R markdown on GitHub Pages | automated with GitHub Actions

How to publish bookdown projects with GitHub Actions on GitHub Pages

A 10 step guide to a completely automated and pure GitHub workflow for hosting your bookdown project on GitHub Pages. No Travis. No Jekyll. No Hugo. Not local.

After writing the first parts of my Bayesian Network Compendium in a classical LaTeX document, I was looking for the optimal solution to receive continuous feedback on the manuscript and make it available to a wide audience while still working it.

Overleaf is a great tool for reviewing LaTeX documents. You share a link to the document with people you’d like to contribute — either by writing or commenting. This process is great if you publish after completion of the manuscript as it is customary in peer-reviewed scientific journal articles.

However, I aimed for an open source and continuous publishing method, where every one can contribute by giving feedback, ask for a specific topic to be covered or fix mistakes by still ensuring a peer-review quality. Similar to wikipedia but less public and more specific. Additionally, running R code directly in the document would be great. That was the point when I came across the R-package bookdown which could meet basically all my requirements.

bookdown could meet all my requirements.

The Concept of bookdown

With bookdown you can write your manuscript in R-Markdown (.Rmd vs .md) and publish it as a website online. It’s straight forward to use even if your only little familiar with R and Rstudio (whereas the latter being no precondition though). Bookdown basically creates for each chapter a separate .Rmd file, compiles them to .html and wraps it in a nice theme. You can also compile it to .epubs and .pdf but I won’t go into that in this article.

The .html files (which were compiled from the .Rmd files) are all stored within the _book directory which basically serves as a static website.

There are multiple ways to publish your book or manuscript online with bookdown.

To publish it on your own webserver, you just copy-paste the _book directory.

Bookdown ships with the command bookdown::publish_book() to directly publish on the R Studio Connect server where you first have to register.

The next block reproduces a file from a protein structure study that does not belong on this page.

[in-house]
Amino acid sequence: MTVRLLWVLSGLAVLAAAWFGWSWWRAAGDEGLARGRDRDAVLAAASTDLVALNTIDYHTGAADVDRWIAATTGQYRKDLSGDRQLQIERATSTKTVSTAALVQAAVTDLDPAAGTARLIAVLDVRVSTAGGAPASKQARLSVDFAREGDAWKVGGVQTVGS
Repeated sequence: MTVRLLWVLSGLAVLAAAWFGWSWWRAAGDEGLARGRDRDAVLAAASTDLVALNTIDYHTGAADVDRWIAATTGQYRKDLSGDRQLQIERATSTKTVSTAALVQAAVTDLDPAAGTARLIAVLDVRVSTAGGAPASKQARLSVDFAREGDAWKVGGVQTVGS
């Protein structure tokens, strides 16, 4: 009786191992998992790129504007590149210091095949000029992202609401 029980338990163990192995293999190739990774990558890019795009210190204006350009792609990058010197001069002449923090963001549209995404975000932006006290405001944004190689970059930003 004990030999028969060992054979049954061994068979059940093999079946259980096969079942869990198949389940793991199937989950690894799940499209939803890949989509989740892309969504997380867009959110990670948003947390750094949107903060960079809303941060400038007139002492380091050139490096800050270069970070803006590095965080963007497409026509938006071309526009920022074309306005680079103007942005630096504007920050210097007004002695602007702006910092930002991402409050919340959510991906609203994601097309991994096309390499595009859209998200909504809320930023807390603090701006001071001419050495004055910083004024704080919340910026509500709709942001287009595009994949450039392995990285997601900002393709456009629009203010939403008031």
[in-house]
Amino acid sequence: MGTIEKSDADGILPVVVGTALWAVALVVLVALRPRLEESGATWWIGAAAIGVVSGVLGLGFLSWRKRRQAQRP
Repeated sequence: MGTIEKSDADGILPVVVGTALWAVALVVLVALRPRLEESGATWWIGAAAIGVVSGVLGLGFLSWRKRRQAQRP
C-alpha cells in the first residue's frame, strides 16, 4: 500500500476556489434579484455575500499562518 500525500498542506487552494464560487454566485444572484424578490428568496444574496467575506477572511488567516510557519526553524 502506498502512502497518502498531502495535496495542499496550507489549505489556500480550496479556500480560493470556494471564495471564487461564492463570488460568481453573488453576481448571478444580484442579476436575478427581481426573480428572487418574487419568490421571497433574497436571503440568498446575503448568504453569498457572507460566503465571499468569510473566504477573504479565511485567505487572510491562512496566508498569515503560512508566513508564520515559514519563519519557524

To host on GitHub Pages the recommended way to connect with bookdown is via Jekyll (a static website builder) or by pushing the locally rendered .html files on a branch named gh-pages and tell GitHub to publish from this branch. This manual process can be automatized in a script.

Alternatively, the fully “Githubian-way” is using GitHub Action instead of Jekyll. The concept is easy: After pushing your uncompiled bookdown project (no _book directory, no .html files) to your GitHub project repository, you create a second branch gh-pages . Then you add a GitHub Action workflow to the master branch and… voilà, there’s your first bookdown publication rendered and published by GitHub only.

Let me guide you through the process step by step.

  1. We install the R package bookdown
  2. We configure our bookdown project with GIT and connect to GitHub
  3. We setup a Github Action workflow for rendering on GitHub and deployment to GitHub Pages.

Jump to step 3 if you already have your bookdown project on Github.

I Install bookdown

I assume you have a running and updated R and RStudio installation.

  1. Download the GitHub Repository as a zip file and unzip it in your new project directory

2. Install the bookdown R package

3. Open the R Project from the demo repository in R Studio.

4. Open within R Studio the file index.Rmd and render the demo bookdown

You should now see in the viewer pane of R Studio the rendered demo page. Check the official manual for more detailed information.

II Setup your bookdown Project with GIT & GitHub

5. Let’s first clean up our project directory and initialize a new GIT repository

Housekeeping and GIT initialisation.

6. Create an empty GitHub Repository testbookdown-repo on Github.com

7. Connect your local GIT repository to the fresh repository on GitHub and push your master branch

With your GitHub user name as <username> and “testbookdown-repo” as <repository-name>.

III Create a Github Action workflow

Start here, if you already have your bookdown project on GitHub but keep an eye on step 5!

8. Create a local empty gh-pages branch and push to testbookdown-repo on GitHub.

9. Create GitHub secrets GH_PAT and EMAIL. GH_PAT is a personal access token with repository access. EMAIL is the mail address you use to login to GitHub.

10. Go back to your R Studio session (master branch) and add with this command

automatically the GitHub Workflow shown below in the required directory: .github/workflow/deploy_bookdown.yml

GitHub Actions workflow to render and publish a bookdown project with GitHub Pages. Source: https://ropenscilabs.github.io/actions_sandbox/websites-using-pkgdown-bookdown-and-blogdown.html#deploy-bookdown

The workflow basically consists of two parts. First it sets up a container with an R installation set for compiling bookdown projects. After rendering the book it stores the _book/ directory which is in the second part deployed to GitHub Pages.

GitHub usually automatically chooses the branch gh-pages with an index.html file present to publish on GitHub Pages. This can be changed in the repository settings. That’s also where you find the link to your GitHub Page.

Continuous Review Process with GitHub

Check out my next article on how our team makes use of GitHub to continuously extend, review and integrate changes in the text while always having the latest version online. I’ll also show how to get all out of bookdown and make full use of LaTeX.